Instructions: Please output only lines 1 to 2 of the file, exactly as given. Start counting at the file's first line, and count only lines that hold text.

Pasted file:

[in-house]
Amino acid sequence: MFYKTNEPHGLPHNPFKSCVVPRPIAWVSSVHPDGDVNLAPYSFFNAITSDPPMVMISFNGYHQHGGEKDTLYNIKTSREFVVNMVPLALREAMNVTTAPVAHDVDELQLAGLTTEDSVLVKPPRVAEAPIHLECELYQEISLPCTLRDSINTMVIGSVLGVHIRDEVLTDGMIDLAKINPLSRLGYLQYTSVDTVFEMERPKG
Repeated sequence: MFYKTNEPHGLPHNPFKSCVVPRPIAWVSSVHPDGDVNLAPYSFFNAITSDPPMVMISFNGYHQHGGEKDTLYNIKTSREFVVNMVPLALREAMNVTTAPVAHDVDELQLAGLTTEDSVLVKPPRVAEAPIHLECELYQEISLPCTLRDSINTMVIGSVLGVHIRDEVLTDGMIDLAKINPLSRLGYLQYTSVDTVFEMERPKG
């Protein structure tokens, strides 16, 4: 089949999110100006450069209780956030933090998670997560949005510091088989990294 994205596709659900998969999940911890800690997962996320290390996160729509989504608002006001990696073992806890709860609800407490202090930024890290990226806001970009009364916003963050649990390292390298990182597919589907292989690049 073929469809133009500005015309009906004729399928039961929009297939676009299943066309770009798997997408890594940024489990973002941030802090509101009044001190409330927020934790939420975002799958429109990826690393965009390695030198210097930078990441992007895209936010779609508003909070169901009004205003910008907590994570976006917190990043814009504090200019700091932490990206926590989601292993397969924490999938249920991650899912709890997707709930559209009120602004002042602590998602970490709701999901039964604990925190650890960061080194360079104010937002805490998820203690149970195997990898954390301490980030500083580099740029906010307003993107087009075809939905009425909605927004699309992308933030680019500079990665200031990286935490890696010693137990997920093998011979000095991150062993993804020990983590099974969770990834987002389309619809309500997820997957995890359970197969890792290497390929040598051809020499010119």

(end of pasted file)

[in-house]
Amino acid sequence: MFYKTNEPHGLPHNPFKSCVVPRPIAWVSSVHPDGDVNLAPYSFFNAITSDPPMVMISFNGYHQHGGEKDTLYNIKTSREFVVNMVPLALREAMNVTTAPVAHDVDELQLAGLTTEDSVLVKPPRVAEAPIHLECELYQEISLPCTLRDSINTMVIGSVLGVHIRDEVLTDGMIDLAKINPLSRLGYLQYTSVDTVFEMERPKG